More Americans are struggling with not having enough food to eat. The USDA’s November 2009 report shows the highest rate of food insecurity since reporting began nearly 15 years ago. During 2008, 17 million U.S. households – that’s about 49 million people – were food insecure and families had difficulty putting enough food on the table at times during that year.
In many parts of the United States, winters can impose a financial burden. Low- income families have to choose between heating their homes, feeding themselves, and feeding their children.
Low income families who get some or all of their wood for free are cushioned from these tough choices and are not as likely to suffer food insecurity during the winter as families that have to pay for fossil fuels – especially expensive ones like oil, electricity and propane.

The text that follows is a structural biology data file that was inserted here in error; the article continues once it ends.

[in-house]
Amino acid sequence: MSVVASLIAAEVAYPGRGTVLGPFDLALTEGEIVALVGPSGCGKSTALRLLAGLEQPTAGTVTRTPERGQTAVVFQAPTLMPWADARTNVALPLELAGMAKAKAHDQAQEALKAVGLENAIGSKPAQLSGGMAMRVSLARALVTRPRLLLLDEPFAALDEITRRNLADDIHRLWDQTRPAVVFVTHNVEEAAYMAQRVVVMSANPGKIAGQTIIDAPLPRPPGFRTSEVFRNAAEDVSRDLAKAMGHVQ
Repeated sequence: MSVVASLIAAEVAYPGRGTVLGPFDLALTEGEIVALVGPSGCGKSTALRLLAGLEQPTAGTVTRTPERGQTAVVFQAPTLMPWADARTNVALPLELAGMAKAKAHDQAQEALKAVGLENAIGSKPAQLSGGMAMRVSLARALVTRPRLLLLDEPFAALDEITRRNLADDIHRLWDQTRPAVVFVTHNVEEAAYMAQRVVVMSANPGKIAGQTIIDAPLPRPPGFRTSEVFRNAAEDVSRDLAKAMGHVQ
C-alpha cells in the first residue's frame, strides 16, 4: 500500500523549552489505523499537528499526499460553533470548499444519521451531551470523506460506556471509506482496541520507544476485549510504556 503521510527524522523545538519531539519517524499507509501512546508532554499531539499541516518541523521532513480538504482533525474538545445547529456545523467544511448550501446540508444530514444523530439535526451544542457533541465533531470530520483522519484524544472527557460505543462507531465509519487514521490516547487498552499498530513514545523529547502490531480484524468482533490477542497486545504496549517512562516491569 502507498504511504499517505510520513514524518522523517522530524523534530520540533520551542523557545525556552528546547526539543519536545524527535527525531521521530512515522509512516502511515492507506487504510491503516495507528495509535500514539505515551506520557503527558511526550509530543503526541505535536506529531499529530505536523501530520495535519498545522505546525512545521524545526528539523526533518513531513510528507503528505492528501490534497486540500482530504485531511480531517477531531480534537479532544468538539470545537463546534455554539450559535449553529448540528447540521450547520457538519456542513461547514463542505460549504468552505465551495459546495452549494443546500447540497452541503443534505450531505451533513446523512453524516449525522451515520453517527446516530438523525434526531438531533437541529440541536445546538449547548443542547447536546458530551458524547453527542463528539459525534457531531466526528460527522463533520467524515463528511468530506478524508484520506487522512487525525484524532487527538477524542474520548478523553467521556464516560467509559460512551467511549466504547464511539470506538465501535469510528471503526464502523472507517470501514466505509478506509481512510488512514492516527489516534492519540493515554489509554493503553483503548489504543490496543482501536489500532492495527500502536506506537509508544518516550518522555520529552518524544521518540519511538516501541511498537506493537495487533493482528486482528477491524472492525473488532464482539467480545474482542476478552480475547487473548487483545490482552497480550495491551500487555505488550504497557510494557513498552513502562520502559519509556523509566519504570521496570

One study found that when poor families increased fuel expenditures in response to un- usually cold weather, they reduced food expenditures by roughly the same amount as their increase in fuel expenditures (whereas richer families increased food expenditures). The study concluded that poor parents and their children eat less food during cold-weather budgetary shocks and existing social programs fail to buffer against these shocks. (Am J Public Health. 2003;93:1149–1154)
Arkansas and New Mexico, two of the states that have among the highest per capita use of wood as the primary heat source are also have among the highest rates of food insecurity. In those states, 16% and 14% of families experience food insecurity. The worst state is Mississippi with 17.4% and the lowest is North Dakota with 6.9%.